More Than Year After Closure, Washington Wants Apartment Building Cleaned Up

WASHINGTON, Iowa - The Goncho Apartments building sits on a busy stretch of Washington, just north of the town square. A grocery store is across the street, assuring that people still see this 19th-century apartment building that has been closed for more than a year.

"We hope that can be refurbished and made into something useful and it has been an eyesore for a long time," said Deran DeLong, chair of the city's hearing review panel. DeLong spoke after an hour-long meeting with other city leaders and Goncho co-owner Jared Miller at Washington City Hall.

Miller had requested the meeting to appeal an earlier ruling that the Goncho was a "dangerous building". The commission voted 3-0 on Friday to uphold the earlier ruling.

"I didn't expect them not to find it dangerous," Miller said after the meeting.

Yet the talks between Miller and city leaders was not contentious as both appeared to be working towards a solution to clean up the three-story building and remove any meth residue.

In December 2012, the city found that Apartment 3D had meth residue inside of it and that "results were 50-90 (times) higher than what it considered safe". Ultimately, five of the 16 units were discovered to have meth residue within. On January 17, 2013, Washington police officers entered the building to secure it and residents from the 16 units were removed from the property. At the time, many were upset that they were unable to go back inside to retrieve personal items.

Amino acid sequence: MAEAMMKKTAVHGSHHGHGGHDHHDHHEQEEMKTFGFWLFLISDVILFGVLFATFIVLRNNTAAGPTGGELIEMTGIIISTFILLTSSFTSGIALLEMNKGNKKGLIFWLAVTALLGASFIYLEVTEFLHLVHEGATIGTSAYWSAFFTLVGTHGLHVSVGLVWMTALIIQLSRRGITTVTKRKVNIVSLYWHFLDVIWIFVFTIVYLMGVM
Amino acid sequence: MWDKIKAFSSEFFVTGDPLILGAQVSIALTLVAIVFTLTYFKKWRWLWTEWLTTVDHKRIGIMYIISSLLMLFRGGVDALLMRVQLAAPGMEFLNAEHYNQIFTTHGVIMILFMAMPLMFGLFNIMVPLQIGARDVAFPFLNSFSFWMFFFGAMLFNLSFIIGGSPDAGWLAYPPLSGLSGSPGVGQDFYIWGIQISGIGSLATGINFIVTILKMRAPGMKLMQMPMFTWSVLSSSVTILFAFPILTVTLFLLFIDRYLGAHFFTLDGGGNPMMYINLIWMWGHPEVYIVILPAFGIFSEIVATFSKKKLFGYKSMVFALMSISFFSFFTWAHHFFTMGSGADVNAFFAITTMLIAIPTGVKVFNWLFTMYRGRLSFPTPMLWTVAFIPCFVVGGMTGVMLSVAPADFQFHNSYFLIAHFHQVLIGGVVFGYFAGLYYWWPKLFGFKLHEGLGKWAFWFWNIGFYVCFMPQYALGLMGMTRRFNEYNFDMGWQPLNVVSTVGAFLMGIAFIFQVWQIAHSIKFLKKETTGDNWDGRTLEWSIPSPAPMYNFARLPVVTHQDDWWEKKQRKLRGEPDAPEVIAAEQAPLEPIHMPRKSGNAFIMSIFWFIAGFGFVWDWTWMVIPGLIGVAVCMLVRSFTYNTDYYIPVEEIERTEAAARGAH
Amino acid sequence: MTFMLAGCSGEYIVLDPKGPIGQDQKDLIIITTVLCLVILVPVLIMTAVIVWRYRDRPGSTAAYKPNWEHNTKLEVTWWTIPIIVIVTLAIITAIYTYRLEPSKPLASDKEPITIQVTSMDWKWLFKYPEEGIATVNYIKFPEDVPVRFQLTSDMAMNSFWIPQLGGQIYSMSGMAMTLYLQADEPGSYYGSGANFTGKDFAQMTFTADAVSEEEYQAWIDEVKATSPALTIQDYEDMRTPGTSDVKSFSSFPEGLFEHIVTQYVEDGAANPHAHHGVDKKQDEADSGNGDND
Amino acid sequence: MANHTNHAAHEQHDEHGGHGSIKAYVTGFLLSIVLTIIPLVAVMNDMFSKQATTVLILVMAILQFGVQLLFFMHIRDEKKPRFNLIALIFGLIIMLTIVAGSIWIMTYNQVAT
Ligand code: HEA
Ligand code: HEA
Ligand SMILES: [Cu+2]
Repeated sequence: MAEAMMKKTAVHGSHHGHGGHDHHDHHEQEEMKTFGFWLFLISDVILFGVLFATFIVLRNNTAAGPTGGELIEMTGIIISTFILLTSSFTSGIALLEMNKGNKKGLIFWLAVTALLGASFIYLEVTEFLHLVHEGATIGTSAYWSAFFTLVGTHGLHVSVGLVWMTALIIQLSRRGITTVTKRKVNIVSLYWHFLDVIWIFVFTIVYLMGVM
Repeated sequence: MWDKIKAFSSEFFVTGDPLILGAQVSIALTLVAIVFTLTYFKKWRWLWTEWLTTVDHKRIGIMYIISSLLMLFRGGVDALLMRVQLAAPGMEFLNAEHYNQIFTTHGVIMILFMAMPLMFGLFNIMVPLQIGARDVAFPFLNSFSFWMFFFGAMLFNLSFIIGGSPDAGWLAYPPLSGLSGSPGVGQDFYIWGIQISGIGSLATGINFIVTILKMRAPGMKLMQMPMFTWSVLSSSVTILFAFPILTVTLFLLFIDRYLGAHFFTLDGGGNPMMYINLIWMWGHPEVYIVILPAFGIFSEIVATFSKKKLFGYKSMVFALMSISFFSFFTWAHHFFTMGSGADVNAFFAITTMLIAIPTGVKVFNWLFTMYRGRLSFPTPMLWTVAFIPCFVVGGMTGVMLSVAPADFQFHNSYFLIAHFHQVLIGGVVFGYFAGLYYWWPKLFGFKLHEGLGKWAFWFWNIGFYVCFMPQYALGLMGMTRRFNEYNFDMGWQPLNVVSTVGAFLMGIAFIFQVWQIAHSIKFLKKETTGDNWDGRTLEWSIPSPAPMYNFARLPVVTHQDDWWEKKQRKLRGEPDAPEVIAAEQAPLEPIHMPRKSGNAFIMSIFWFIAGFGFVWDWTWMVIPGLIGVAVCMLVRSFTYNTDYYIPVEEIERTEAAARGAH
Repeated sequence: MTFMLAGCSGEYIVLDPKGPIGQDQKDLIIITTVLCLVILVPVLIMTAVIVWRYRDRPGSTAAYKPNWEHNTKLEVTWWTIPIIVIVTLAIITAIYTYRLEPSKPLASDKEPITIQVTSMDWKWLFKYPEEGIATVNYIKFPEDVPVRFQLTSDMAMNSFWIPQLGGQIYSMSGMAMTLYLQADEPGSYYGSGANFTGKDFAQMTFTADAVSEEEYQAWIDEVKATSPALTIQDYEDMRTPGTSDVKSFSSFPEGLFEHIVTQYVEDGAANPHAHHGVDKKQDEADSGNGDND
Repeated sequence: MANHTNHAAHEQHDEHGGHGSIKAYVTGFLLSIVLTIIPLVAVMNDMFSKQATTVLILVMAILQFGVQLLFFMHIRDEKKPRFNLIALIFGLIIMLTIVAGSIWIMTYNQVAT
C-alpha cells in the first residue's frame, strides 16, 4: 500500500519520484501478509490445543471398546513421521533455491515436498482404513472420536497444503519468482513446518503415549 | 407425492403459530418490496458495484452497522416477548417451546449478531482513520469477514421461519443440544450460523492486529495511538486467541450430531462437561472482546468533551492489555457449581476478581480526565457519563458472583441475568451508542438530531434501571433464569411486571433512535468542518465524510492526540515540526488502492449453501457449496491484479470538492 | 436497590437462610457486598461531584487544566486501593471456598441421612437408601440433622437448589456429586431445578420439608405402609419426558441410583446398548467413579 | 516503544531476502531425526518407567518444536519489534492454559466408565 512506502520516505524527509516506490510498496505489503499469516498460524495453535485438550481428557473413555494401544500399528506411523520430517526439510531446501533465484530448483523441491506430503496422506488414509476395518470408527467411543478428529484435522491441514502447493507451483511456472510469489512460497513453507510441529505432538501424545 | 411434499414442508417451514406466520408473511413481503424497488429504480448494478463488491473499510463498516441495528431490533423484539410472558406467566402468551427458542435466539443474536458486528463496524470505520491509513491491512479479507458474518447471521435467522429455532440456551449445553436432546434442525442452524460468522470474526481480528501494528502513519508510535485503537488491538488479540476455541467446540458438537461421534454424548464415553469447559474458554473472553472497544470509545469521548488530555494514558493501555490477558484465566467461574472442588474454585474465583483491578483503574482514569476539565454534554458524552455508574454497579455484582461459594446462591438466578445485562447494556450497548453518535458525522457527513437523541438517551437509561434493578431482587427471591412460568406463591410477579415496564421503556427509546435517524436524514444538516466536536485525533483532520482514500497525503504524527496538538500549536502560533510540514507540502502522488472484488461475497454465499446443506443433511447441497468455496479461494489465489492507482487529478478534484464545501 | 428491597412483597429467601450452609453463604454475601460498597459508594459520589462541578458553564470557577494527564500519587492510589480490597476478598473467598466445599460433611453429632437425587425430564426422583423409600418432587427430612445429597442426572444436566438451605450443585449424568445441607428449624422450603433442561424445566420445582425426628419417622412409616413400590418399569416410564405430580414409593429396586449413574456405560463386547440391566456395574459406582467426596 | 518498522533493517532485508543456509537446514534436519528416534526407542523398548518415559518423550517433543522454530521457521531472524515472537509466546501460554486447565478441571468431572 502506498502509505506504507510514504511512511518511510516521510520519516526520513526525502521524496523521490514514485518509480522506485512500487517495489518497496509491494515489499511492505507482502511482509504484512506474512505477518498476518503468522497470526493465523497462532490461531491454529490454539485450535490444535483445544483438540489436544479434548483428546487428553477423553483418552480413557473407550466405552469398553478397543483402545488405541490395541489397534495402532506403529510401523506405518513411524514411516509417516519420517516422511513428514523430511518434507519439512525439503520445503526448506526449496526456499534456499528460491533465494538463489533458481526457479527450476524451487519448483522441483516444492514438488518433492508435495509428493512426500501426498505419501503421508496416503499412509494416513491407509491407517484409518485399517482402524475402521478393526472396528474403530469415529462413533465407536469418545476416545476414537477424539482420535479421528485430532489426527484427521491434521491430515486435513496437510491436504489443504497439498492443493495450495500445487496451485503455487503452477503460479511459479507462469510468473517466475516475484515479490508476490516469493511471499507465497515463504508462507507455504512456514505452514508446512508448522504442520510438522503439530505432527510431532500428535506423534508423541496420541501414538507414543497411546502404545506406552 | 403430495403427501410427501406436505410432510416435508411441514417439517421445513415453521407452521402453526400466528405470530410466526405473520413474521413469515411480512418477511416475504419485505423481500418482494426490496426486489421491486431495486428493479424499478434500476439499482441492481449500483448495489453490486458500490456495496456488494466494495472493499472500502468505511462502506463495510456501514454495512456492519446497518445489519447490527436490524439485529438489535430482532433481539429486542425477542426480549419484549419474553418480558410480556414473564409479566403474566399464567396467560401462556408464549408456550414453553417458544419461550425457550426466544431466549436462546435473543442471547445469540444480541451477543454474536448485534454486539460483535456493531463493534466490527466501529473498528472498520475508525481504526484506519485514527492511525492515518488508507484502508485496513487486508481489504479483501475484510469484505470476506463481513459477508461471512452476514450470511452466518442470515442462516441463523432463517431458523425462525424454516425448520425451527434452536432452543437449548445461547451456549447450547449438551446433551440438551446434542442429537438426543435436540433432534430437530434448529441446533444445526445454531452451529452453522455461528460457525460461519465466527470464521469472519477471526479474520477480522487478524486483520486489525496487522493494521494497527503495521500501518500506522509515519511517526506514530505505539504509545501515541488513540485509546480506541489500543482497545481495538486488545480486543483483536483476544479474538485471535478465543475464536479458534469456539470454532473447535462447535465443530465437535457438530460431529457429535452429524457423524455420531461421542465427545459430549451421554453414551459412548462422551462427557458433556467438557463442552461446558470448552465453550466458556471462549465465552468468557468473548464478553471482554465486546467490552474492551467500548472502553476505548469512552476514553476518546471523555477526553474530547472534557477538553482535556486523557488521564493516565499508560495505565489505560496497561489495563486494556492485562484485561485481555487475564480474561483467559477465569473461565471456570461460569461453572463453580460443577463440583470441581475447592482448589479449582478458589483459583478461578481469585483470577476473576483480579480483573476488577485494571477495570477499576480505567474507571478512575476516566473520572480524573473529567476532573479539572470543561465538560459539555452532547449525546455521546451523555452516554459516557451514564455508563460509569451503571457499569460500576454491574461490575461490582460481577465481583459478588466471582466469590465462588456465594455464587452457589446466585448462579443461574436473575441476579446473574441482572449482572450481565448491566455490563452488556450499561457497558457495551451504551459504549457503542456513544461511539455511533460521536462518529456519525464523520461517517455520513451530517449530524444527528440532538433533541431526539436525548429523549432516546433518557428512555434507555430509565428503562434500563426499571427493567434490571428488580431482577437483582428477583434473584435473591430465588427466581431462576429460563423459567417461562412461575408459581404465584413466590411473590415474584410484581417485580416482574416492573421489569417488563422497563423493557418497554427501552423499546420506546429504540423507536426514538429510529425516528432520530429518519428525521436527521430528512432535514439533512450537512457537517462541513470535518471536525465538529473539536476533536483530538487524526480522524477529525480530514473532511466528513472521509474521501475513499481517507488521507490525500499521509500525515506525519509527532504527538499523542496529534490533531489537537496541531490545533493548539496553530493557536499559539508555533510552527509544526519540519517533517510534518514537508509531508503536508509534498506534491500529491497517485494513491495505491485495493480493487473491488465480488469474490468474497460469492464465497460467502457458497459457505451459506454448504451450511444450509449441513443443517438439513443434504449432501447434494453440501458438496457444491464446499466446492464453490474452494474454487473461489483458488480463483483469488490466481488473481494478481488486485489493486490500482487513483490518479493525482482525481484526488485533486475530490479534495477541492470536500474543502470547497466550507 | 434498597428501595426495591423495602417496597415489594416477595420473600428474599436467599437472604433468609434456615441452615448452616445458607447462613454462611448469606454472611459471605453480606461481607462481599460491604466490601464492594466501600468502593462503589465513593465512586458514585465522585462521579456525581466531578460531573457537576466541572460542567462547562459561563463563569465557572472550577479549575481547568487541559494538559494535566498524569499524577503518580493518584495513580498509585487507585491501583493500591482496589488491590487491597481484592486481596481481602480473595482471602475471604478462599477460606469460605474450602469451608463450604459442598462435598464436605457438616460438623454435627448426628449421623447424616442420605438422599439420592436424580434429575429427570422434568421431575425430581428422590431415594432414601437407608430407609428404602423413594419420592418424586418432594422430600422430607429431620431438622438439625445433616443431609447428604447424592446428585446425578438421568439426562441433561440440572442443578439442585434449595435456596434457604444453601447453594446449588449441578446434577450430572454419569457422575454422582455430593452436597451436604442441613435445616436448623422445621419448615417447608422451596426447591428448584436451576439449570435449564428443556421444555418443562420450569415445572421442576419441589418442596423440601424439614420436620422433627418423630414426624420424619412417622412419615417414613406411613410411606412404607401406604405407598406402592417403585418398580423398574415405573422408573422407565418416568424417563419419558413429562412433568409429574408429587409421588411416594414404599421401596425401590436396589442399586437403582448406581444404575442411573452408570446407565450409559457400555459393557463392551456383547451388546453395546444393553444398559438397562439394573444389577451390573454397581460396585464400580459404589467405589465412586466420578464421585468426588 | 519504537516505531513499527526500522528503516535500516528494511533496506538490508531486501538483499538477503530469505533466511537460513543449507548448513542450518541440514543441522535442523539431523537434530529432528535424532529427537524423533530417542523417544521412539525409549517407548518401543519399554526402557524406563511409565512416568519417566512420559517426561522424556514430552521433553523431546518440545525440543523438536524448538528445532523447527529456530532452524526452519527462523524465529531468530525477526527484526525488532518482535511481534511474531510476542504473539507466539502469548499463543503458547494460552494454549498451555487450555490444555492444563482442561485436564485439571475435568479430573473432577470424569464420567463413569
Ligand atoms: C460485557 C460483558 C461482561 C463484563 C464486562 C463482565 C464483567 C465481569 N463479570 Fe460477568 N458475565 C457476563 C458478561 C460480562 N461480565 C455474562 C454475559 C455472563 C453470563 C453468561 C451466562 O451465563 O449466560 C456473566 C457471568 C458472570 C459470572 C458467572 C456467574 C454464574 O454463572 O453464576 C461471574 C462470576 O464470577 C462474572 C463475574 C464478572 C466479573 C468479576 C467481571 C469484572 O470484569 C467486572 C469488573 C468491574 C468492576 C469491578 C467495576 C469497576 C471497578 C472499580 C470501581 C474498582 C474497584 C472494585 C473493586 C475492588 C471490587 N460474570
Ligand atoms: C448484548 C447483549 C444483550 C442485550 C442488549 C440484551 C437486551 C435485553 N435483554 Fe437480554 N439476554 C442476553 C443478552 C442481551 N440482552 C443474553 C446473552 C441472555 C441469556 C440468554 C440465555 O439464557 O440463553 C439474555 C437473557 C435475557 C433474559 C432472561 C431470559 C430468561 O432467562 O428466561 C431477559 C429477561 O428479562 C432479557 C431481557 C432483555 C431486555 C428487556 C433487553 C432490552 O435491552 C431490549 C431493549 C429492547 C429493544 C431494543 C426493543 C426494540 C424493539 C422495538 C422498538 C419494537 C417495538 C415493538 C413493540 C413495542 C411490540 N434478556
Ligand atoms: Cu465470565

"We've had people go in and individuals who weren't in the five contaminated apartments who wanted their stuff out, we've gone in and gotten in," Miller said on Friday.

City documents show much of 2013 was spent in correspondence between the two sides leading up to Friday's meeting. A letter marked January 30, 2014 sent by Building and Zoning Official Steven Donnolly said the city has "ordered that the premises and structures be vacated forthwith and not reoccupied until the required repairs, improvements or remediation of the dangerous conditions have been completed, inspected and approved."

What is the next step for this old building? Miller said he is actively looking for a buyer.

"We would like to sell it to someone and have them go and clean it up and use it," said Miller. "There's nothing structurally wrong with it."
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